From Frisky to Foul: A Look at Feline Aggression (and How to Deal With It)
Taut whiskers. Pinned-back ears. Thrashing tail. Dilated pupils. Any of these signs of feline aggression are powerful warnings, but when combined with a fierce growl or hiss, an attack is imminent.
There are no questions about a cat’s ability to defend themselves, but when they act out of character around their loved ones, it can be extremely worrisome. What’s behind feline aggression, and how should owners respond to it?
Big and Bad
Cats are experts at efficiently communicating using specific elements of body language. A close look at tail positioning can reveal their mental state. For instance, when they are scared or feel threatened, they will hold their tail close to the ground. Whipping it side to side may also be seen.
Likewise, cats will puff out their fur coats (piloerection) in order to appear larger to potential threats, and turn sideways. What comes next usually includes yowling, spitting, hissing, clawing, and biting. Alternatively, some cats will crough low to the ground, flatten their ears, and try to look smaller.
Generally speaking, it’s not a good plan to approach a cat that’s demonstrating any of the above. Attempts to pick them up will likely be met with self-defense. Please do not react by scolding or punishing them. Instead, give them time to cool off and space to relax in.
Types of Feline Aggression
Some owners may need help discerning the type of feline aggression they witness at home:
- Petting-induced aggression occurs at the moment when a cat has had enough physical attention. You might have been enjoying a snuggle, but they have reached their maximum limit, and use their teeth and claws to prove it.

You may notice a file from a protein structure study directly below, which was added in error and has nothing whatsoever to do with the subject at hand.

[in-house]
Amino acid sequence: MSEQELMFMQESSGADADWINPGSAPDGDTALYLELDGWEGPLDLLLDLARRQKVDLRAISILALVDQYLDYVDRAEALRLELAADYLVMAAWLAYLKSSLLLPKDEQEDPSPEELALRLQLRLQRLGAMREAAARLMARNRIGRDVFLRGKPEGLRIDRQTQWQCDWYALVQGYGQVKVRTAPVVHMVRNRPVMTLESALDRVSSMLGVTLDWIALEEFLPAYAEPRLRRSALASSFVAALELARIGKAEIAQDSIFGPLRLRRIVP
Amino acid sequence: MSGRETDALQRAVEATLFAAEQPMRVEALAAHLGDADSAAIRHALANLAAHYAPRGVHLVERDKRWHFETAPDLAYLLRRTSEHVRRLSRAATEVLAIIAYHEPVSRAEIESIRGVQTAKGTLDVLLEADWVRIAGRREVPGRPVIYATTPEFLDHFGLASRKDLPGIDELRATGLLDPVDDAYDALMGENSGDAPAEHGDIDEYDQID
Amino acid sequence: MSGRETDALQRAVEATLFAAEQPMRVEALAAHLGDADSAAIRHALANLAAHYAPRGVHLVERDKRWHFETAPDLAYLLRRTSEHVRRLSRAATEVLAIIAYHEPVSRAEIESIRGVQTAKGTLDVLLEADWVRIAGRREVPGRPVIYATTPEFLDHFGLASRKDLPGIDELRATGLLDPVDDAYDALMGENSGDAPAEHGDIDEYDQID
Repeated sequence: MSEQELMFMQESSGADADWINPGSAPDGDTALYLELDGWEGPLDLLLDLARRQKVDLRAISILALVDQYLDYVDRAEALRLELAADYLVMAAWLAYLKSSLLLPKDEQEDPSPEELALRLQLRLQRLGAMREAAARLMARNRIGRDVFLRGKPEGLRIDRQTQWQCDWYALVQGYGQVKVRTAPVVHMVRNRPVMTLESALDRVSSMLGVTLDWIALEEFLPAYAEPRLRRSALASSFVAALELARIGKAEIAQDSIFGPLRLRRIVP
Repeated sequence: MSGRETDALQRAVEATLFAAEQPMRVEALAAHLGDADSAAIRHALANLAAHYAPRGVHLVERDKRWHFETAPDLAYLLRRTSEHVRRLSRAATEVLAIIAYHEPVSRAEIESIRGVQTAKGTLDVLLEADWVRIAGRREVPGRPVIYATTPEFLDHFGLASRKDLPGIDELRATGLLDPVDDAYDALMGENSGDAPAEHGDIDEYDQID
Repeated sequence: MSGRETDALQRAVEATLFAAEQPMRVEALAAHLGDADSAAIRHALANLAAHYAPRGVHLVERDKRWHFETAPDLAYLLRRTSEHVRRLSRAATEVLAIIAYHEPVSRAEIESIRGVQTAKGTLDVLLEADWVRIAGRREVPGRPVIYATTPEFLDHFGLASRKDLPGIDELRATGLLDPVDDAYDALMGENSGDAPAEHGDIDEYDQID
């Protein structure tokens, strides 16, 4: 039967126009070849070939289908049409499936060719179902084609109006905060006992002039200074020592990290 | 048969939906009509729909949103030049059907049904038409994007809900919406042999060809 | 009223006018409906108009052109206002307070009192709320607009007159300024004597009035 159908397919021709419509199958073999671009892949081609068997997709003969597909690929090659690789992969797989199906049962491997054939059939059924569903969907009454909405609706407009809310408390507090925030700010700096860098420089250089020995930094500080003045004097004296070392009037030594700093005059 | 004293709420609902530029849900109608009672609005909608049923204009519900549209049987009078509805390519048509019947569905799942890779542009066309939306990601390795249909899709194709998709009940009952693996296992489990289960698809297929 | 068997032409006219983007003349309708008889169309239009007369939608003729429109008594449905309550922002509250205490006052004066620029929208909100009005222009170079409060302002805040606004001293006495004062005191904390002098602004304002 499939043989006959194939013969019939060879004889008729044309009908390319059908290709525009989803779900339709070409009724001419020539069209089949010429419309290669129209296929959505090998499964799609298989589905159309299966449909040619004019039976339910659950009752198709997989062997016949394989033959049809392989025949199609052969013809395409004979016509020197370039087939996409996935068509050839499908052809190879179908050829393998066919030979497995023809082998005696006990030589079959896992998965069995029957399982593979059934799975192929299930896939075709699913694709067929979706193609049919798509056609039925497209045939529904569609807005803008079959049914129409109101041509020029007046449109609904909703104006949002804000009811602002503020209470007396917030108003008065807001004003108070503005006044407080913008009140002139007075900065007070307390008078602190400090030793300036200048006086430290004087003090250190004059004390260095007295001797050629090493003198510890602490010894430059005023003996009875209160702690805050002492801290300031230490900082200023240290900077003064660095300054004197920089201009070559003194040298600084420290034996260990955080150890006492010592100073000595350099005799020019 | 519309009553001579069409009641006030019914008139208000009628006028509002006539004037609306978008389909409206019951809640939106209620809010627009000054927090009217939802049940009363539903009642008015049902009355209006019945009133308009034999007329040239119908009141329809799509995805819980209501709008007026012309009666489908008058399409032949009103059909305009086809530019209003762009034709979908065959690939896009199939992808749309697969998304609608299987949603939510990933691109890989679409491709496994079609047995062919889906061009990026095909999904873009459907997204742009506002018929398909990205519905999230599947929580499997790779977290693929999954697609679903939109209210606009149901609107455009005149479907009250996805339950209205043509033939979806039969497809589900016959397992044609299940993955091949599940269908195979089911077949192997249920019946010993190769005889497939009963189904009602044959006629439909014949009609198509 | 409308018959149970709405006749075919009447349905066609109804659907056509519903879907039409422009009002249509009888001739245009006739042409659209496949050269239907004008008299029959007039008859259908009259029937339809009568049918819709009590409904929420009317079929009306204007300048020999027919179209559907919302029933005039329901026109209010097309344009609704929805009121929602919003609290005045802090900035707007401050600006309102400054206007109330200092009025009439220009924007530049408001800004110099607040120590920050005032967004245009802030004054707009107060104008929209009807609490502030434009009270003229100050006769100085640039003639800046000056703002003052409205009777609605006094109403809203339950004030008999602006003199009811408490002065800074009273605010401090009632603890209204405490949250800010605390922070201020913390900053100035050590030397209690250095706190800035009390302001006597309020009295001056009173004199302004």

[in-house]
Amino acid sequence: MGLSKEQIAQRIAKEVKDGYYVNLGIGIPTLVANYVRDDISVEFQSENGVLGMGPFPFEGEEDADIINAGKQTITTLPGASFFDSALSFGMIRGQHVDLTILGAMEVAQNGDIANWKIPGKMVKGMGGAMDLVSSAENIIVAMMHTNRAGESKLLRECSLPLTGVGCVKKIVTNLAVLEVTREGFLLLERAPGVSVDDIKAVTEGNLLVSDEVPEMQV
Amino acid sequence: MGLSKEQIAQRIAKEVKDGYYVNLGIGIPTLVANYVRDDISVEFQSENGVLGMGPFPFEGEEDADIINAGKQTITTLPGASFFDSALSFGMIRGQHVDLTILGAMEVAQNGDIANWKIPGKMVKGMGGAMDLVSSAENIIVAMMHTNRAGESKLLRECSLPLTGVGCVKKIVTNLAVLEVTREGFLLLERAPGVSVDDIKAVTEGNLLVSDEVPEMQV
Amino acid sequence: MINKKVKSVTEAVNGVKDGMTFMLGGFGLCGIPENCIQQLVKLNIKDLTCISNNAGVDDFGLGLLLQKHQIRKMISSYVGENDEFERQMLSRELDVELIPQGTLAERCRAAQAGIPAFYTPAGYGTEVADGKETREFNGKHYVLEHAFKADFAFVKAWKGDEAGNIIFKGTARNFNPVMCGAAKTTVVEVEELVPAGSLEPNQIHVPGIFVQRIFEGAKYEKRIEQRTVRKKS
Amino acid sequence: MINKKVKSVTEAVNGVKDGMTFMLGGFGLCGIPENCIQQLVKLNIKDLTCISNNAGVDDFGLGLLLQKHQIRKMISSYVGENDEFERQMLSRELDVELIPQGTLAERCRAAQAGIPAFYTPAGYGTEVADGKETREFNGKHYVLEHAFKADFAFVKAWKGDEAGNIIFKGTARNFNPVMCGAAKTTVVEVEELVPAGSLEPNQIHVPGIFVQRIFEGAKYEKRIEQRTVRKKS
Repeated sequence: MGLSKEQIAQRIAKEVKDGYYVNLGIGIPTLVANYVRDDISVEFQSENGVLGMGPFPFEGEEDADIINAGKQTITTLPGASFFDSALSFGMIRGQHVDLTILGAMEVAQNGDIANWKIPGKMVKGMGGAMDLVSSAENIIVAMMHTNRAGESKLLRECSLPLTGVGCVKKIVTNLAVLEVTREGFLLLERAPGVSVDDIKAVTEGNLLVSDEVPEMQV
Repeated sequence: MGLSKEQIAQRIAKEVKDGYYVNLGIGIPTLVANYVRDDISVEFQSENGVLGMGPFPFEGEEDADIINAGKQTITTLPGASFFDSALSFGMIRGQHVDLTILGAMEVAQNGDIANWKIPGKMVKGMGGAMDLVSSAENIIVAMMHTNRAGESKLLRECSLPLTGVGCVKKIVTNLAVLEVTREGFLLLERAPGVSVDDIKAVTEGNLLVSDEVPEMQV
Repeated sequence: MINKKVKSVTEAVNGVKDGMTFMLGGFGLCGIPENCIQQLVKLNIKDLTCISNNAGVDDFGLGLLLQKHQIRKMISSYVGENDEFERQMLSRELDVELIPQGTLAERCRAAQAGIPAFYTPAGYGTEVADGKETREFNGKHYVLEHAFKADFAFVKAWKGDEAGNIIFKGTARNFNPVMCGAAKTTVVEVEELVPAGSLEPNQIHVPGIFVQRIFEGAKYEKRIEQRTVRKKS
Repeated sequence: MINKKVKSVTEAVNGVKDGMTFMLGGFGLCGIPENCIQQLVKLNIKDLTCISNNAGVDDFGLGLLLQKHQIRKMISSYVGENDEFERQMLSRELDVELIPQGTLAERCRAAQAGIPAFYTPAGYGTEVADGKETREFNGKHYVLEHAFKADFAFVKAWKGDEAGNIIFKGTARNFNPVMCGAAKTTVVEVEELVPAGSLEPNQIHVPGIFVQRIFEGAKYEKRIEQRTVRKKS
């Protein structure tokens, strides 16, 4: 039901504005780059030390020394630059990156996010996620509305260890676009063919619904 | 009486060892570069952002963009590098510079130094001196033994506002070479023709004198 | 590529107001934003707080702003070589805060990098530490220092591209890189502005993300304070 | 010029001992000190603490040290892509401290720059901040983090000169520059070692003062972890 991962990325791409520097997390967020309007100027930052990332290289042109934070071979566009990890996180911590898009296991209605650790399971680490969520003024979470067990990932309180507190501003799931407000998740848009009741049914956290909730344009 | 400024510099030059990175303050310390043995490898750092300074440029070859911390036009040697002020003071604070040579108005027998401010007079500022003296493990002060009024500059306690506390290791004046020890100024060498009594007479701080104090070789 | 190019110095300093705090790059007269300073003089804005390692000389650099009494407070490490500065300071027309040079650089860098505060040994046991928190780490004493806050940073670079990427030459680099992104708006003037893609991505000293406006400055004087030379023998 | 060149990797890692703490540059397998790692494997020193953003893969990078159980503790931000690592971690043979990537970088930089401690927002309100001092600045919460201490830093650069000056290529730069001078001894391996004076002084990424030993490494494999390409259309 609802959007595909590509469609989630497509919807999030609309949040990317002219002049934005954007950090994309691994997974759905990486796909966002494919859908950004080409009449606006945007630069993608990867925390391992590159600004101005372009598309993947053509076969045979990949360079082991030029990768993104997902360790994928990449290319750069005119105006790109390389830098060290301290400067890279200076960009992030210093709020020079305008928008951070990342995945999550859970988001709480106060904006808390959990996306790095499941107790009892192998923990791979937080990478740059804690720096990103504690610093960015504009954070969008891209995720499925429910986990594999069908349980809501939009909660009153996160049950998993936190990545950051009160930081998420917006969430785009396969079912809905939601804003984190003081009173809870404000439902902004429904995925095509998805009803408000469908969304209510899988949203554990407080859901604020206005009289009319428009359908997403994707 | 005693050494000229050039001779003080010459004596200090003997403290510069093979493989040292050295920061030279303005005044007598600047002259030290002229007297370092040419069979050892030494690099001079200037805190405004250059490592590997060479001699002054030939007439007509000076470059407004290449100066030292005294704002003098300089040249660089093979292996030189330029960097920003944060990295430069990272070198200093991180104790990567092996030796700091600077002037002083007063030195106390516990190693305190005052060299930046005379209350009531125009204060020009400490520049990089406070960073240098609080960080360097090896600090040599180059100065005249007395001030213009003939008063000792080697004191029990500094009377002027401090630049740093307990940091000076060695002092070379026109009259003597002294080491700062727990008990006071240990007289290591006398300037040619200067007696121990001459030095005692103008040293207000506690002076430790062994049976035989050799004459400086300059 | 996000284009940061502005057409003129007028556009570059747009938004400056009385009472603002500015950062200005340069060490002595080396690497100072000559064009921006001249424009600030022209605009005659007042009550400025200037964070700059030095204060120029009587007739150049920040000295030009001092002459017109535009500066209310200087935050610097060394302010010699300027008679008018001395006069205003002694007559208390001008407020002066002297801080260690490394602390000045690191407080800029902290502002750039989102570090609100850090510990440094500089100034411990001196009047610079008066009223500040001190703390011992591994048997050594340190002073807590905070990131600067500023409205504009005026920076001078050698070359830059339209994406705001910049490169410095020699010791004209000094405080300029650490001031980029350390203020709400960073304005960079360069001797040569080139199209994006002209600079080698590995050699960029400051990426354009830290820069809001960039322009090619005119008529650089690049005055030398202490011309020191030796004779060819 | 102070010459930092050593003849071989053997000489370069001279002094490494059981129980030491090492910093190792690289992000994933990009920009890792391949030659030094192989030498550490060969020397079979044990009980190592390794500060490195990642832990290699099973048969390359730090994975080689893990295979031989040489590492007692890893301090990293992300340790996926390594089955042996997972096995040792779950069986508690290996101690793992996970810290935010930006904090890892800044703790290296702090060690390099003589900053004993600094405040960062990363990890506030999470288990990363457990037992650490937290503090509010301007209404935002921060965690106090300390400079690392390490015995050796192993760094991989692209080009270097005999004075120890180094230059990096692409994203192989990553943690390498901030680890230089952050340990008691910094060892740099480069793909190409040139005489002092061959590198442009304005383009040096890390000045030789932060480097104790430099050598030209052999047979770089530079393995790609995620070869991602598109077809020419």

- Play-related aggression happens when cats tune into their predatory skills. You might have been playing an innocent round of cat and mouse, until they begin to bite and claw at their “prey”. This could be explained by little or no time with littermates or buddies to learn when it’s time to stop.
- Territorial aggression is a given among cats. They feel really strongly about their property, including the people they love.
- Feline aggression can stem from underlying medical problems that cause sensitivity, pain and discomfort. Some medications can also lead to certain behavioral changes.
- Nonrecognition aggression happens when familiar cats are separated from each other, and then reunited. It can happen after one cat goes to the vet and returns home only to receive a poor welcome from their friend. If the returning cat smells different, the resident cat may take it the wrong way and act aggressively toward them.
- Fear or stress-related aggression stems from a frightening or threatening encounter. This can happen after a visit to the vet, a move, following a boarding experience, or when a new roommate or pet arrives.
How to Cope
The first rule of thumb is to carefully monitor your cat and jot down observations in a notebook. If your cat is fighting with other household pets, do your best to contain them apart from everyone else. If you or someone else in your home is bitten or scratched by your aggressive cat, please apply first aid immediately.
If feline aggression can’t be explained by their environment (say, a move or change in domestic life), and doesn’t improve over a few days, we recommend scheduling an appointment. It may be that your cat is struggling with an illness or injury that’s causing them to lash out.